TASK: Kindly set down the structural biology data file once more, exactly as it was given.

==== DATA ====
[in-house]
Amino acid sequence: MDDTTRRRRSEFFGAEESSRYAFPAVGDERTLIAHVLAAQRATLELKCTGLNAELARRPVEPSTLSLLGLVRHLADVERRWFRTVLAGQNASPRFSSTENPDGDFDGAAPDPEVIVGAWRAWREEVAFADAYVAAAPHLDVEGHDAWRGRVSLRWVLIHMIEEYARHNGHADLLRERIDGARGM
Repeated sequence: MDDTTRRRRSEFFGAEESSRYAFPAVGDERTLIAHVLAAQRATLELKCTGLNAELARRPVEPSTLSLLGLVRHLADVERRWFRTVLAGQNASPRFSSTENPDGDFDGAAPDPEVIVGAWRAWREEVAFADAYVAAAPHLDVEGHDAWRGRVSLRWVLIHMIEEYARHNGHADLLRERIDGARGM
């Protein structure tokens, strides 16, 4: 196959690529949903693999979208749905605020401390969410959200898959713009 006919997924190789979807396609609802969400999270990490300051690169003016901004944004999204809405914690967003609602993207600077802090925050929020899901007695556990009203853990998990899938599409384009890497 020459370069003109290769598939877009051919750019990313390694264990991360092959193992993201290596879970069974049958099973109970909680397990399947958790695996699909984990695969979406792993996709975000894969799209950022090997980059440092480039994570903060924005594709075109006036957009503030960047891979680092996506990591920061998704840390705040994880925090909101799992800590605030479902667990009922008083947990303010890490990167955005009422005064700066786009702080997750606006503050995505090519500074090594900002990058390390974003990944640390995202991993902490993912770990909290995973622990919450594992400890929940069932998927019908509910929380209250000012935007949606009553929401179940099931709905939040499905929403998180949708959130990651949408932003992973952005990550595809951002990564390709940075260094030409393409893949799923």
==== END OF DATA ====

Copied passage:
[in-house]
Amino acid sequence: MDDTTRRRRSEFFGAEESSRYAFPAVGDERTLIAHVLAAQRATLELKCTGLNAELARRPVEPSTLSLLGLVRHLADVERRWFRTVLAGQNASPRFSSTENPDGDFDGAAPDPEVIVGAWRAWREEVAFADAYVAAAPHLDVEGHDAWRGRVSLRWVLIHMIEEYARHNGHADLLRERIDGARGM
Repeated sequence: MDDTTRRRRSEFFGAEESSRYAFPAVGDERTLIAHVLAAQRATLELKCTGLNAELARRPVEPSTLSLLGLVRHLADVERRWFRTVLAGQNASPRFSSTENPDGDFDGAAPDPEVIVGAWRAWREEVAFADAYVAAAPHLDVEGHDAWRGRVSLRWVLIHMIEEYARHNGHADLLRERIDGARGM
């Protein structure tokens, strides 16, 4: 196959690529949903693999979208749905605020401390969410959200898959713009 006919997924190789979807396609609802969400999270990490300051690169003016901004944004999204809405914690967003609602993207600077802090925050929020899901007695556990009203853990998990899938599409384009890497 020459370069003109290769598939877009051919750019990313390694264990991360092959193992993201290596879970069974049958099973109970909680397990399947958790695996699909984990695969979406792993996709975000894969799209950022090997980059440092480039994570903060924005594709075109006036957009503030960047891979680092996506990591920061998704840390705040994880925090909101799992800590605030479902667990009922008083947990303010890490990167955005009422005064700066786009702080997750606006503050995505090519500074090594900002990058390390974003990944640390995202991993902490993912770990909290995973622990919450594992400890929940069932998927019908509910929380209250000012935007949606009553929401179940099931709905939040499905929403998180949708959130990651949408932003992973952005990550595809951002990564390709940075260094030409393409893949799923």